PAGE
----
Three Giants.com writers give their takeaways from the Giants’ Week 1 loss to the Cowboys:
John Schmeelk: For the past eight months, we’ve tried to project the strengths and weaknesses of the Giants based on their offseason moves and roster. We discussed the potential issues on defense with the influx of young players, especially in the secondary, and the questions about the pass rush. How quickly the pass defense came together was going to be the key to the season. Those issues were reflected in the game, as I wrote about extensively in my game film review.
On the offensive side of the ball, despite only scoring 17 points, many of the higher expectations were met. The offensive line allowed only two sacks, five quarterback hits and 11 hurries during the game. Eli Manning had time to throw and was accurate with the football. The investment in the offensive line the last two offseasons appears to be paying early dividends.
Saquon Barkley was a threat in the run and pass game. Evan Engram was the team’s best weapon in the pass game with 11 catches for 116 yards. Manning finished with 306 passing yards, completed 68% of his passes and threw one touchdown to no interceptions. The offense was efficient and moved the ball.
The Giants used more 11 personnel (10 of their first 17 plays) than I expected, but the first half featured Manning under center 13 of their 17 non-two minute snaps. According to Pro Football Focus, nine of their first 12 non-two minute pass plays were play-action passes. It is the same type of formula they used to move the ball in the final four games of last season.
It worked again, despite the Giants not getting the points that production should have netted. The lack of success in situational football, such as third down (2-11) and in the red zone (2-4), is what cost them those points. They weren’t garbage time yards either. The Giants had 128 first quarter yards, and 340 yards through three quarters.
As concerning as the defense’s performance was, Giants fans should feel good about how the offense moved the ball throughout most of the game.
Dan Salomone: Eight Giants made their NFL debuts on Sunday, and it showed at times. Nine veterans made their Giants debuts, and it also showed at times. The Cowboys, meanwhile, ran like clockwork. Defensive coordinator James Bettcher talked in the week leading up to the game about how much he has enjoyed coaching a mixture of young players and experienced veterans, but you never know until all the pieces have to come together in real action. The first of 16 tests graded out as a lopsided loss to Dallas, which racked up 35 points and 405 yards passing.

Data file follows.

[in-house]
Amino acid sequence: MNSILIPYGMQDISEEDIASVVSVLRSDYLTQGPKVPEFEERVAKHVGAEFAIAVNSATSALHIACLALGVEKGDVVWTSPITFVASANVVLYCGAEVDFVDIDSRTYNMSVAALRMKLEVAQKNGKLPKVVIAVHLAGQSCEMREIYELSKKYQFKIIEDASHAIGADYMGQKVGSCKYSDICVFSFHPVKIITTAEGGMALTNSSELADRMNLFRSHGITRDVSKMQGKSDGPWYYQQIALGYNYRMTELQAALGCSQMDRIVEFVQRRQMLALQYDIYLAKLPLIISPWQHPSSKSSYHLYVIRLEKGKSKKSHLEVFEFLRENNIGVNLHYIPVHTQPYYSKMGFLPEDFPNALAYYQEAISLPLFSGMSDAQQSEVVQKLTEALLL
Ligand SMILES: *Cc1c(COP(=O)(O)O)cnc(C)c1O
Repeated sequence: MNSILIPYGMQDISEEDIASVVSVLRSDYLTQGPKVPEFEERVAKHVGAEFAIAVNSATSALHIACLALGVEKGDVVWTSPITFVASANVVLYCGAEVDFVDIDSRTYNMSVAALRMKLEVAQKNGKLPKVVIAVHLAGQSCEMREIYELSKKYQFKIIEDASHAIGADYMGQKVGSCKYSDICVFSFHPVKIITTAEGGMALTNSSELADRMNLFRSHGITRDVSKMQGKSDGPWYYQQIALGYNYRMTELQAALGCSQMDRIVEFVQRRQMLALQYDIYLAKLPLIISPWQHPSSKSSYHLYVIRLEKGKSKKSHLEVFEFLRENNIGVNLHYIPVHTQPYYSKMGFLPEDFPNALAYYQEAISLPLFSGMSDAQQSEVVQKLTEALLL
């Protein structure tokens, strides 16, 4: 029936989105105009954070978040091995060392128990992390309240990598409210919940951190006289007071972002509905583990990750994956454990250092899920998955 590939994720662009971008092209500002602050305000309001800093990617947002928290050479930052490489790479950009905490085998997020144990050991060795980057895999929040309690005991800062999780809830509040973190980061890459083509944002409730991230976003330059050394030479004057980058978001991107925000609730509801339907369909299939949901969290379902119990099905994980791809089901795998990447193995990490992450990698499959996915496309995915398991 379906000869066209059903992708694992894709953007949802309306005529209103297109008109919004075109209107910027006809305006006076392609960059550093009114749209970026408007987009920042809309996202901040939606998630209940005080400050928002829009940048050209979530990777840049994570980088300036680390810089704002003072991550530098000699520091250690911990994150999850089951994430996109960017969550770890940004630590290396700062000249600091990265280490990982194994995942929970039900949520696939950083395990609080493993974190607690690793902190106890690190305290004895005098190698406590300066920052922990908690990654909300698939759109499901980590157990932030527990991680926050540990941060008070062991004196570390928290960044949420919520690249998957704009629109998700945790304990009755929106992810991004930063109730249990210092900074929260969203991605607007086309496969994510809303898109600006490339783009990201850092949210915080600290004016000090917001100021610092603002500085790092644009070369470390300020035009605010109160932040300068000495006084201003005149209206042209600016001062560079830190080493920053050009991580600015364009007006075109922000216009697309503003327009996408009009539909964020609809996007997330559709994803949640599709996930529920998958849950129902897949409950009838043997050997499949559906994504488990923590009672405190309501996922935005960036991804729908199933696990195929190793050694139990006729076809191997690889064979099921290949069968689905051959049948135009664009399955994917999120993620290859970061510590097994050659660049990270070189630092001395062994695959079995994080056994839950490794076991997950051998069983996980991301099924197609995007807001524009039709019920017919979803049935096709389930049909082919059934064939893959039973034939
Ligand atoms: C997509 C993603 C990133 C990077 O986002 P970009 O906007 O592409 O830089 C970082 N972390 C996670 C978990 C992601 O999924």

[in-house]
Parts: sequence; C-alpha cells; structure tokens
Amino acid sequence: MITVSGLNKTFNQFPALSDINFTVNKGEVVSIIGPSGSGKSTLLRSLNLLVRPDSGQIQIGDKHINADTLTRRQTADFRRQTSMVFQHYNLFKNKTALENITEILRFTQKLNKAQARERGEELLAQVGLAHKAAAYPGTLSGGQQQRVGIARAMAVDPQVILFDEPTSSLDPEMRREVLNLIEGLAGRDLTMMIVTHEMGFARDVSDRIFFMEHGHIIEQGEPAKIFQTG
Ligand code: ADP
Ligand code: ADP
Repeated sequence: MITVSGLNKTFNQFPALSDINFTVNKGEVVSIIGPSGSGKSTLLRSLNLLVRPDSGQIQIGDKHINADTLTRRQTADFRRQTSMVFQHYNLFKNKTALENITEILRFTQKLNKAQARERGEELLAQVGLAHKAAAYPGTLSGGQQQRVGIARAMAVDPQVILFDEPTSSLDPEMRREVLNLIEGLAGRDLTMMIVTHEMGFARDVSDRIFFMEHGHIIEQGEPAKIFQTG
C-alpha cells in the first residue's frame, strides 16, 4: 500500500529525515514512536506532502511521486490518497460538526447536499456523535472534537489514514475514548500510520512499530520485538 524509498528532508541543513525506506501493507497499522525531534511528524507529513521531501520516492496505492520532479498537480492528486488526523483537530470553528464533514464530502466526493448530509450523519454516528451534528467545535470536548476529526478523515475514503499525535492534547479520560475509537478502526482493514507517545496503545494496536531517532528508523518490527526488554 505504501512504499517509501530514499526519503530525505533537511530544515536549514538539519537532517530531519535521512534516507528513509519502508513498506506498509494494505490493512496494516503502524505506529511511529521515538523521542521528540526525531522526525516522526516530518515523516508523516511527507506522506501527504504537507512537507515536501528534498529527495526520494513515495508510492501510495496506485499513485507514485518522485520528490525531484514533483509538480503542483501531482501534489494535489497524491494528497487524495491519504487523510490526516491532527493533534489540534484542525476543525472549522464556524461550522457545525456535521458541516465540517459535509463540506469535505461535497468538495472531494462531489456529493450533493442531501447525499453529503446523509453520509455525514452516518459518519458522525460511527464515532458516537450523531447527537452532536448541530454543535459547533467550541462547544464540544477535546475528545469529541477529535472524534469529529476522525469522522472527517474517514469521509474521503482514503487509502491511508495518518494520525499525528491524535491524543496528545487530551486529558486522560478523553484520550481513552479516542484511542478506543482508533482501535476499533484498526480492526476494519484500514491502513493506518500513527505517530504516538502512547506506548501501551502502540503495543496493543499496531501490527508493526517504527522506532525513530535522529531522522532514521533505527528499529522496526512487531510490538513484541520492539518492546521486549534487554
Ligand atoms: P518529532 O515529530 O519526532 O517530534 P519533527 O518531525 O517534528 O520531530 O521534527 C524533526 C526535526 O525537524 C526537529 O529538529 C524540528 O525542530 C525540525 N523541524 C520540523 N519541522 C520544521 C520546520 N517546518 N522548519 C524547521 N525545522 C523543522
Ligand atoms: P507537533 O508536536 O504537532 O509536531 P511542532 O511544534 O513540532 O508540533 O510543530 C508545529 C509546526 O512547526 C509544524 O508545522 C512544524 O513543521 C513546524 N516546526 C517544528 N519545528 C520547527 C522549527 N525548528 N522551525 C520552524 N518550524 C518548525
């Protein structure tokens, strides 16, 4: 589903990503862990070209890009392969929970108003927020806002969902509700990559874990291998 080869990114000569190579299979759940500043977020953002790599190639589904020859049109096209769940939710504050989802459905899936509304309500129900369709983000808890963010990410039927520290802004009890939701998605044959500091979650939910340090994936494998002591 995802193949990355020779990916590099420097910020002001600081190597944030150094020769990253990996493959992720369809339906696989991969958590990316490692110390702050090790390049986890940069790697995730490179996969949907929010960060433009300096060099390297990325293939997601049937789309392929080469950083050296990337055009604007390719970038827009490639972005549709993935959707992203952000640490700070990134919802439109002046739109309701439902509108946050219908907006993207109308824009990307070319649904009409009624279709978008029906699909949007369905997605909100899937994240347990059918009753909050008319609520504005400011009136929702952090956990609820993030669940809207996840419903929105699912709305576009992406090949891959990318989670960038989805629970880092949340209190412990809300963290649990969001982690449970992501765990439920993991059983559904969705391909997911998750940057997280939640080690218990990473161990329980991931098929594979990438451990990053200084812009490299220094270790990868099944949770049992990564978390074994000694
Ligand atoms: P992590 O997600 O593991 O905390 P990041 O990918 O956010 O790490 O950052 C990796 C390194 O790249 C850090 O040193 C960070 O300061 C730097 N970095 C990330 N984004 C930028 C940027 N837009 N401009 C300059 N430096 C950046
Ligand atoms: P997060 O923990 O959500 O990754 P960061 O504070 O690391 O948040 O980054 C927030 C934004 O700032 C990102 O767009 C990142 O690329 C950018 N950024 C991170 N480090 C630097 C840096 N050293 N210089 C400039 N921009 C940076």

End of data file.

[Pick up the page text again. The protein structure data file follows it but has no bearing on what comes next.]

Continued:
“Some of it is inexperience, but you can’t have any excuses,” said 14-year safety Antoine Bethea, who was named a defensive captain in his first season with the team. “We work, we practice, we watch film. We can’t hold that over our head and have that as our excuse, that we are young. We are young, yeah, we are young. But we get paid to do a job, and we have to do our job.”
Coach Pat Shurmur also addressed the inexperience factor, namely at cornerback. Rookie first-round pick DeAndre Baker played in his first game in exactly a month after dealing with a knee injury in training camp and split time with Antonio Hamilton, who made his first career start in Dallas. “I think some of the youth of our players on the outside, this is the first time going through it and we know there are some areas where they can be better,” Shurmur said.
The secondary was a microcosm of the entire roster, which the Giants largely overhauled again this offseason. It’s just a matter of finding the right parts to click into place.
Lance Medow: Regardless of the defensive struggles, it’s hard to win games in the NFL when you score less than 20 points, but it’s also hard to develop consistency on offense when you don’t capitalize on opportunities. Unfortunately for the Giants, that was a theme in Sunday’s loss to the Cowboys. Dallas was two for two in the red zone, the Giants were just two for four, and one of those missed chances ended with a turnover when Eli Manning was sacked and Dallas recovered a fumble on a fourth and one from the Cowboys seven-yard line.
Penalties haunted the Giants on offense. Eli Manning was hit with a questionable intentional grounding penalty on a third and one from the Dallas 35-yard line. Instead of continuing a drive in Cowboys territory, the Giants were forced to punt. On the very next possession, on second and seven from the Giants’ 39, tackle Mike Remmers was called for a false start so that put the Giants in a second and long. The Giants were ultimately forced to punt after gaining 14 total yards on the first two plays of the drive. The penalties and missed opportunities on offense are why there was a disparity in the number of plays for each team in the first half. If you remove the two-minute drill at the end of the half, the Giants had 17 plays. The Cowboys, meanwhile, ran 39 and dominated time of possession. It’s hard to keep up with an explosive offense that scored touchdowns on five straight possessions and make up for defensive breakdowns when you don’t have many at bats. The Giants had eight penalties in the game and half of them were against the offense.
There were several encouraging signs on offense. At the top of the list is the overall play of the offensive line. Manning was sacked just one time and had plenty of time to survey the field. The Giants were also able to run the ball effectively. Even if you remove Saquon Barkley’s 59-yard run in the first half, he still had 61 yards on his other 10 carries. Evan Engram was another bright spot as he led the receiving corps with 11 catches for 116 yards and a touchdown to put the Giants up 7-0. The fact he was heavily involved and consistently made plays is a positive sign as he looks to have a breakout campaign.